When I came home from walking the Camino Frances in summer 2017, I needed quiet. After being on the trail for so long with other people who were having that same intense experience, I found it difficult to return to regularly scheduled programming.
It may sound like a big stretch, but at the time I imagined it like coming home from Afghanistan. You’ve had this intense experience far from home in a foreign country. It’s challenged you body and soul, and you’d had it with strangers who became friends/family. Then you find yourself back home eating chicken lettuce wraps at PF Changs with girl friends and they ask you questions about your experience. But you quickly realize you cant really explain it so they’ll actually understand what you did and what it meant to you. You’re completely changed and you’re at a loss. You’ll never see yourself the same again.
So you speak in broad terms but you try not to go too deep. I found most people didn’t really want to hear the deep stuff and, frankly I didn’t want to try to go there. I knew they’d never get it. And it sort of dimmed the magic I wanted to hold for myself.
But even though my friends couldn’t understand what I’d experienced, I also knew they fell into two categorizes:
#1- They knew I had changed and were happy for me. I was happier and thats all they needed to know. This group was supportive but I still brushed the surface on any Camino conversations.
#2- They saw the changes, didn’t get it and it made them terribly uncomfortable. This group did a lot of ‘Yeah, but weren’t you…?’ And ‘I don’t get why you’d wanna do something like that,’ This reaction required me to not talk about it – even at the surface. So I stopped right there.
Jeff fell into the first group but, of course he wanted to understand and hear about it in detail. Because he saw the changes more than anyone. And his crazy wife was saying we should move to Spain. But did he get it? No. He couldn’t. Not his fault, but he hadn’t done it.
So here we are, walking from Sarria to Santiago de Compostela. A short Camino by my previous experience, but no less valid. When Jeff said he wanted to do it I was a little surprised but was happy a plane and train ticket wouldn’t go to waste. But would he be able to get a Camino experience in such a short time? Enough to finally understand? Or does that take the full 800 km 4-5 week trek thru sleet, hail, 100 degrees in the meseta, mountain ranges, and an angry teenager? I really didn’t know.
Then we were eating dinner on night 2. A friend and I were texting and I was reiterating the conversation to Jeff. His response made me smile.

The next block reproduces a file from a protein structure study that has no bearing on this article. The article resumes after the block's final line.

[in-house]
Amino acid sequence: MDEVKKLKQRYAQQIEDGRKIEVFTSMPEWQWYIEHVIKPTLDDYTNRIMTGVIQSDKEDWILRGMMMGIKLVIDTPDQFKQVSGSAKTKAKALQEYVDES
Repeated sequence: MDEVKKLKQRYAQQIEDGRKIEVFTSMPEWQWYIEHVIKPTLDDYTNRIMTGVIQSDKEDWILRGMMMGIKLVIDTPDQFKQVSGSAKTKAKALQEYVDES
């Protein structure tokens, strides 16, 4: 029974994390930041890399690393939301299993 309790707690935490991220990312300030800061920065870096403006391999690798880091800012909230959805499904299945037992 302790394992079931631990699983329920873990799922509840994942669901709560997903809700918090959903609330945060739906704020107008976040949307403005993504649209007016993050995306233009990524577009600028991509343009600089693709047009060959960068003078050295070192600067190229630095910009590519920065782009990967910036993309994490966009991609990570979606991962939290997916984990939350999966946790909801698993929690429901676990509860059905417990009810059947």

‘They just need to come do this. You can’t really explain it so anyone understands unless they’ve done it. ‘
Ah. So now he gets it! It only took one day of water wars and the long slog to Palas de Rei to get there. And I knew his Camino transformation was starting to take hold when he broke out his Mountain Hardware hiking kilt. I didn’t know he’d packed it. And with the weather being so cool I wouldn’t have anticipated its appearance. But, yup, there it was one cold, wet morning. Bold move. Respect.
So I was impressed. And it ensured Jeff was given his official Camino moniker.
When I walked with my 15 year old daughter, Emilie, she would get frustrated at my pace and fly ahead. Sometimes by hours. This did not go unnoticed on the trail because I would meet people who would say ‘Have you met the American whose daughter walks ahead?’ Or ‘So you’re the American woman whose daughter walks ahead. I’ve heard about you.’
None of this was meant to be derogatory. It was just how people easily categorize each other when they don’t know your name or have history. I did the same when describing other people I didn’t know.
Jeff’s Camino moniker is ‘That American guy in the kilt’. And while usually very shy, he’s owning it like a boss. Towns? Villages? On the trail? Old men in cafes laugh and shake their heads. Furious discussions strike up in multiple languages in our wake as we pass. That’s what happens when you look like a tall Norseman striding from one village to another. When a giant waves sticks at you and offers a hearty ‘Bon dia’.
He’s been asked ‘Are you Scottish?’ Or ‘What part of Scotland are you from?’ And when he says he just likes a good kilt you can see their confusion. It makes him laugh.
So we are both enjoying this adventure together and I’m so glad he decided to make the time. Jeff’s already talking about doing the full trek on one of the many routes in the near future. And I’ll be proud to accompany ‘That American guy in the kilt’ any time he likes.